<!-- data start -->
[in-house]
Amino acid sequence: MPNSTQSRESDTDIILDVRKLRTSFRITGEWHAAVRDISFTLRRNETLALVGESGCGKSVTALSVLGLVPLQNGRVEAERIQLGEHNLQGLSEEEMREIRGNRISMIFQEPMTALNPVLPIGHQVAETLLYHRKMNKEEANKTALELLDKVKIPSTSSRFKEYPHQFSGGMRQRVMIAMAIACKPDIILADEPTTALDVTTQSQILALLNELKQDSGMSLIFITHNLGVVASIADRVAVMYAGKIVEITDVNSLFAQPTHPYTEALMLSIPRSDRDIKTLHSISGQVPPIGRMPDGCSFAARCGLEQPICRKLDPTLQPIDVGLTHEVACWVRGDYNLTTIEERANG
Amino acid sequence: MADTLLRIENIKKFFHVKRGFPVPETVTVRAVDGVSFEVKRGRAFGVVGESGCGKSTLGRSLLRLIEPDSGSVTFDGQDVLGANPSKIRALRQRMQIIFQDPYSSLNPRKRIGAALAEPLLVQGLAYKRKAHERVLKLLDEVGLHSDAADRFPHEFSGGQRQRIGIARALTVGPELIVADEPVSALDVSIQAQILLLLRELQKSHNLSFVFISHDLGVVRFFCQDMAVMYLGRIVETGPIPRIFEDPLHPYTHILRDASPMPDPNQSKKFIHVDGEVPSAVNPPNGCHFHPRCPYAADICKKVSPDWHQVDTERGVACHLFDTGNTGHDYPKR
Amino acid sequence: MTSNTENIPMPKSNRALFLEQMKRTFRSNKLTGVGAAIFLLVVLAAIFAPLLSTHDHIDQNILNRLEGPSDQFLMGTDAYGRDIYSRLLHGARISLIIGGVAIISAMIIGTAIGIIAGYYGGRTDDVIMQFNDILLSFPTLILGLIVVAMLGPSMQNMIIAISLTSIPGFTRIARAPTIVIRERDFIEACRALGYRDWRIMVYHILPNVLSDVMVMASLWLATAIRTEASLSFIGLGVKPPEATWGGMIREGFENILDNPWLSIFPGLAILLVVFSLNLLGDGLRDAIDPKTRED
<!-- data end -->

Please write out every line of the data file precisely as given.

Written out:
[in-house]
Amino acid sequence: MPNSTQSRESDTDIILDVRKLRTSFRITGEWHAAVRDISFTLRRNETLALVGESGCGKSVTALSVLGLVPLQNGRVEAERIQLGEHNLQGLSEEEMREIRGNRISMIFQEPMTALNPVLPIGHQVAETLLYHRKMNKEEANKTALELLDKVKIPSTSSRFKEYPHQFSGGMRQRVMIAMAIACKPDIILADEPTTALDVTTQSQILALLNELKQDSGMSLIFITHNLGVVASIADRVAVMYAGKIVEITDVNSLFAQPTHPYTEALMLSIPRSDRDIKTLHSISGQVPPIGRMPDGCSFAARCGLEQPICRKLDPTLQPIDVGLTHEVACWVRGDYNLTTIEERANG
Amino acid sequence: MADTLLRIENIKKFFHVKRGFPVPETVTVRAVDGVSFEVKRGRAFGVVGESGCGKSTLGRSLLRLIEPDSGSVTFDGQDVLGANPSKIRALRQRMQIIFQDPYSSLNPRKRIGAALAEPLLVQGLAYKRKAHERVLKLLDEVGLHSDAADRFPHEFSGGQRQRIGIARALTVGPELIVADEPVSALDVSIQAQILLLLRELQKSHNLSFVFISHDLGVVRFFCQDMAVMYLGRIVETGPIPRIFEDPLHPYTHILRDASPMPDPNQSKKFIHVDGEVPSAVNPPNGCHFHPRCPYAADICKKVSPDWHQVDTERGVACHLFDTGNTGHDYPKR
Amino acid sequence: MTSNTENIPMPKSNRALFLEQMKRTFRSNKLTGVGAAIFLLVVLAAIFAPLLSTHDHIDQNILNRLEGPSDQFLMGTDAYGRDIYSRLLHGARISLIIGGVAIISAMIIGTAIGIIAGYYGGRTDDVIMQFNDILLSFPTLILGLIVVAMLGPSMQNMIIAISLTSIPGFTRIARAPTIVIRERDFIEACRALGYRDWRIMVYHILPNVLSDVMVMASLWLATAIRTEASLSFIGLGVKPPEATWGGMIREGFENILDNPWLSIFPGLAILLVVFSLNLLGDGLRDAIDPKTRED